The Sweetest Taboo

From The Jackson Free Press

This past Valentine’s Day I got two things: a single white rose—which every woman older than 18 received at church that day—and a card from my mother. That’s it. No more. It’s virtually impossible for it to have been less. That’s the way things work when you’re unattached.

I keep trying to think back to the last time I had the “couples” kind of Valentine’s Day. If I’m counting to save face, it’s been three years. Doing the real math, it’s been five. I’m not a huge Valentine’s Day fan, but it’s the principle of the matter.

I’ve decided next year should be different, but the numbers don’t seem to be on my side. Over the past couple months, I’ve seen and read numerous reports saying that because I’m black, educated and have standards for any potential partner, there’s a little less than a 50 percent chance that I will ever find myself entertaining any real male companionship. Because so many black men are incarcerated, homosexual, undereducated or think all black women are combative, they—you know, “they” — have basically told me to give up hope for a long-term relationship unless I’m willing to hook a guy who’s at least 10 years my junior, date outside my race or become a lesbian.

Read the rest at the Jackson Free Press. Or read the

My dating history has been spotty. Every time I meet a man I think is the one with whom I’ll enjoy companionship for a while, he turns out to be … an ex-con, gay, undereducated (formally or otherwise) or married. But I don’t trust “they.” They’re the same ones who have bumper stickers that read: “Rush is right.”

I have a confession to make: I have created a profile on an online dating site.

People don’t talk much about online dating unless it’s to disclose their friends’ horror stories, or until they’re engaged to their computer love and finally get tired of telling the “we ran into each other in a coffee shop” lie. But despite any stigmas that may henceforth follow me, I’m conducting my own social experiment, and I’ve decided to share some of the adventure with you.

Finding the site that fit me best was a bit confusing. Chemistry.com has quirky commercials, which I love, but I questioned whether I was cool enough for it. Match.com, where actress Essence Atkins met her husband, says I’d probably meet the love of my life in six months, but after that “I’m just a goof looking for ball” commercial, I just can’t. ChristianCafe.com seems like it’s more aptly suited for people who’d rather “marry than burn.” While I do want to eventually marry, and I definitely don’t want to burn, I don’t know that the man for me would choose a wife with his desire for legal sex outweighing compatibility. That left me with eHarmony.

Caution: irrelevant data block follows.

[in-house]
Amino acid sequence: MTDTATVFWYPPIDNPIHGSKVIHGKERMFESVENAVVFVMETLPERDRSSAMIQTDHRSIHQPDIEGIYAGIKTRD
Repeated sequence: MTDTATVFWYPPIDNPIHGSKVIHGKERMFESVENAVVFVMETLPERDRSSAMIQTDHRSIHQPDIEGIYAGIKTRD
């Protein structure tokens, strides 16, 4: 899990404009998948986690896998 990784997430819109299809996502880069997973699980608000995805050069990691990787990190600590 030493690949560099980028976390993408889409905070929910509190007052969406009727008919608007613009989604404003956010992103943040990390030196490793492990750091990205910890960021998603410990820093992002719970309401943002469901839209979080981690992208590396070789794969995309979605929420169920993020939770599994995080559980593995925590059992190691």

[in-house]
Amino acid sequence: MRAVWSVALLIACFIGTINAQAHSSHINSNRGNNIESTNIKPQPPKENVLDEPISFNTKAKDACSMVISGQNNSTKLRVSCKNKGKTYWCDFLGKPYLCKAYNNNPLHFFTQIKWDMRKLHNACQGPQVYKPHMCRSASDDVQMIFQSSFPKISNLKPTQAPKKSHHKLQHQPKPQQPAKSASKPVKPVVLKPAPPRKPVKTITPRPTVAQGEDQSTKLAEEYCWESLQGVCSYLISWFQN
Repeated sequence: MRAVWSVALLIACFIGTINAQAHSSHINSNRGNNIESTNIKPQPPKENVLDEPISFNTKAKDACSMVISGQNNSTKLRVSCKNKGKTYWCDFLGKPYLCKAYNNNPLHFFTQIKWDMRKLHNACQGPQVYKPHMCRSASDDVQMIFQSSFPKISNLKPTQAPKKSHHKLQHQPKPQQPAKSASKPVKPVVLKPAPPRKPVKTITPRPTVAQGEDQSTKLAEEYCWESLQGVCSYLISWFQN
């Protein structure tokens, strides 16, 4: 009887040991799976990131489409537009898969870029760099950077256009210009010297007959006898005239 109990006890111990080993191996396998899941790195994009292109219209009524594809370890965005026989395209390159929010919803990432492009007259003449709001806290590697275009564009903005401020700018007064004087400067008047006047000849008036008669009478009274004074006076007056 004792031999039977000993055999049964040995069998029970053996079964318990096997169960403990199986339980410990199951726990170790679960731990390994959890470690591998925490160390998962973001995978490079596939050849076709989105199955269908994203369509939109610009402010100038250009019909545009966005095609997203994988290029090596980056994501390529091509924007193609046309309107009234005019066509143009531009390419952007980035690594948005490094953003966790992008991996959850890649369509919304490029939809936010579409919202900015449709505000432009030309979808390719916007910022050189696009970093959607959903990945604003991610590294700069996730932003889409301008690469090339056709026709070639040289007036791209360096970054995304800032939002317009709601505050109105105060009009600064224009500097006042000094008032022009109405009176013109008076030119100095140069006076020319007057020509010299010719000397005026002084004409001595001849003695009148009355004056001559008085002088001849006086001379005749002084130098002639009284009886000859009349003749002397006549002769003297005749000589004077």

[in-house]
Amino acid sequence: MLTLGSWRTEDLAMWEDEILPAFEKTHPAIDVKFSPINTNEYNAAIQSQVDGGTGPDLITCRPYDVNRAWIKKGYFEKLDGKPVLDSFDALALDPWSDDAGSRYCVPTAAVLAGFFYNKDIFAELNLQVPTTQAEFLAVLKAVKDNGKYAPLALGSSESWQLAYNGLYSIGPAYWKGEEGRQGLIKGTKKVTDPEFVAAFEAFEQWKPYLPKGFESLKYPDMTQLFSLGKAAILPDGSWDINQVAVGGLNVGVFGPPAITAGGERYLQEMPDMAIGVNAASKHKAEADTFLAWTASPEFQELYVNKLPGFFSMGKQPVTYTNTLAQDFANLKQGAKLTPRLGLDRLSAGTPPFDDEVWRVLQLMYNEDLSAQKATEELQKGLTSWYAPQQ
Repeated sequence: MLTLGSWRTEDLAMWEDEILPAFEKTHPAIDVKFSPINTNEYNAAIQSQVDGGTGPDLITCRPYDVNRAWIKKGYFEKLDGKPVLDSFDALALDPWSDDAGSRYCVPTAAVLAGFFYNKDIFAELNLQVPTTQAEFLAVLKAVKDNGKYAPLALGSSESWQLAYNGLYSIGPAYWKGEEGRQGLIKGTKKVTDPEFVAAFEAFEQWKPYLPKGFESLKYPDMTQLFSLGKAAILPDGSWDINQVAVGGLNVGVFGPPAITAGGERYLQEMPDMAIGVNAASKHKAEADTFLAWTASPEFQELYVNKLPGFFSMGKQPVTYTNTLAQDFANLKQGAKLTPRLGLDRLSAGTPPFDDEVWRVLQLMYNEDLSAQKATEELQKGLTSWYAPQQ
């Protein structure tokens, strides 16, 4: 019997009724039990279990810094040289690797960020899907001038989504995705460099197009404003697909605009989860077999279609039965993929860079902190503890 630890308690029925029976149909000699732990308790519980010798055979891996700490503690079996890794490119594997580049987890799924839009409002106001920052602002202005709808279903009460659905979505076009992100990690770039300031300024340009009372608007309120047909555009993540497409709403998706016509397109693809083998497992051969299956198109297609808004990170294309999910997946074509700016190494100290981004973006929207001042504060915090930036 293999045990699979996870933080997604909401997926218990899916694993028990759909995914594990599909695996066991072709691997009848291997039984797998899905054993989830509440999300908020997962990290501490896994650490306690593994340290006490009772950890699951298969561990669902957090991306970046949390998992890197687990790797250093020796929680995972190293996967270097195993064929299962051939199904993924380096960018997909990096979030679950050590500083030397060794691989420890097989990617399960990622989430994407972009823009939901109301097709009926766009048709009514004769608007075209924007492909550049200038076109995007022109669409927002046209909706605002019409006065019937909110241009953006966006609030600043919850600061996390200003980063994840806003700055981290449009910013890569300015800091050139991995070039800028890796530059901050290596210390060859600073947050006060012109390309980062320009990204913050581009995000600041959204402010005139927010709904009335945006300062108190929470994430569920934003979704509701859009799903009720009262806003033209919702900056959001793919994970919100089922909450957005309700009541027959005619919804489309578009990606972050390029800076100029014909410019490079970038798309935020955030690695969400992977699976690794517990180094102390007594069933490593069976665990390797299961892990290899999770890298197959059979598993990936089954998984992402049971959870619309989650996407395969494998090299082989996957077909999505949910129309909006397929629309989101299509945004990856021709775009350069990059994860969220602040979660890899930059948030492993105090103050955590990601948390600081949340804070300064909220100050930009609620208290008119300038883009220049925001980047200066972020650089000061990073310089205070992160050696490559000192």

If you’ve ever filled out an eHarmony profile—which I’m pretty sure none of you reading this has—it takes forever. After filing out that form, if I ever applied for a job to work with the federal government, I’d kindly point them to all the hoops I had to jump through to find a mate online, and they’ll shake their heads in the affirmative with understanding. I suppose this should give me comfort when I see dreadful online dating scenes flash in the theater of my mind. After all, I could meet a sicko in Rainbow just as I could meet someone normal (as normal as I am, at least) online, right?

Filling out an online profile will tempt even the person with the most integrity to lie. Yes, there are the basic questions: How old are you? Where do you live? Do you smoke or drink? Do you hurt babies? But then there are the questions that make you wonder if telling the truth will limit the communication requests you’ll actually get. To questions like, “How do you typically spend your leisure time?” or “What are your eating habits?” do you respond truthfully and say, “Every now and then I sit down in front of the television with a pint of Ben & Jerry’s and …” or “Veggies are my friends!”

But now the do is finally done. I’ve filled out a profile. So far, eHarmony—which urges me to “fall in love for all the right reasons”—sucks. And so do the men they’ve matched me with. Men who are (and I quote) “passionated (sic) towards people who are least thought of in the world who are in need of help because I am deep,” are looking to “not hurt wen (sic) I fall in luve (sic)” and warn in the additional-information-you’d-like-to-add section: “If you don’t like sex, don’t send me a message.”

Valentine’s Day 2011 is 11 months away. I think I’ll give eHarmony three months to find me a date for next year because, honestly, it’s expensive. I’ll keep you posted. Hmph. And they say love don’t cost a thing.

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~ by MsInklination on March 10, 2010.

One Response to “The Sweetest Taboo”

  1. […] Sweetest Taboo Revisited Last week, a column I wrote for the Jackson Free Press, “Sweetest Taboo,” got a few more comments than I expected. People’s interpretation of what you offer […]

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